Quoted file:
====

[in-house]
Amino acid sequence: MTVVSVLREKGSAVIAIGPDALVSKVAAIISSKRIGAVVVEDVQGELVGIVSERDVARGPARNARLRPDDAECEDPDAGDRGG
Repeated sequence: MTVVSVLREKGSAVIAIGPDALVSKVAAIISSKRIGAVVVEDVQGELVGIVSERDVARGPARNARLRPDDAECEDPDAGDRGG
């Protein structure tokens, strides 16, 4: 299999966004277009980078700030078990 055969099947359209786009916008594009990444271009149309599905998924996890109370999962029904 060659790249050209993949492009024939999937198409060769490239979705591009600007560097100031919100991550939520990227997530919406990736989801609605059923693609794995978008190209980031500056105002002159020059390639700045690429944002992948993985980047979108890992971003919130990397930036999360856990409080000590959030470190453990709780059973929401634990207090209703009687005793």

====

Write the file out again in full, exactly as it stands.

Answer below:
[in-house]
Amino acid sequence: MTVVSVLREKGSAVIAIGPDALVSKVAAIISSKRIGAVVVEDVQGELVGIVSERDVARGPARNARLRPDDAECEDPDAGDRGG
Repeated sequence: MTVVSVLREKGSAVIAIGPDALVSKVAAIISSKRIGAVVVEDVQGELVGIVSERDVARGPARNARLRPDDAECEDPDAGDRGG
């Protein structure tokens, strides 16, 4: 299999966004277009980078700030078990 055969099947359209786009916008594009990444271009149309599905998924996890109370999962029904 060659790249050209993949492009024939999937198409060769490239979705591009600007560097100031919100991550939520990227997530919406990736989801609605059923693609794995978008190209980031500056105002002159020059390639700045690429944002992948993985980047979108890992971003919130990397930036999360856990409080000590959030470190453990709780059973929401634990207090209703009687005793």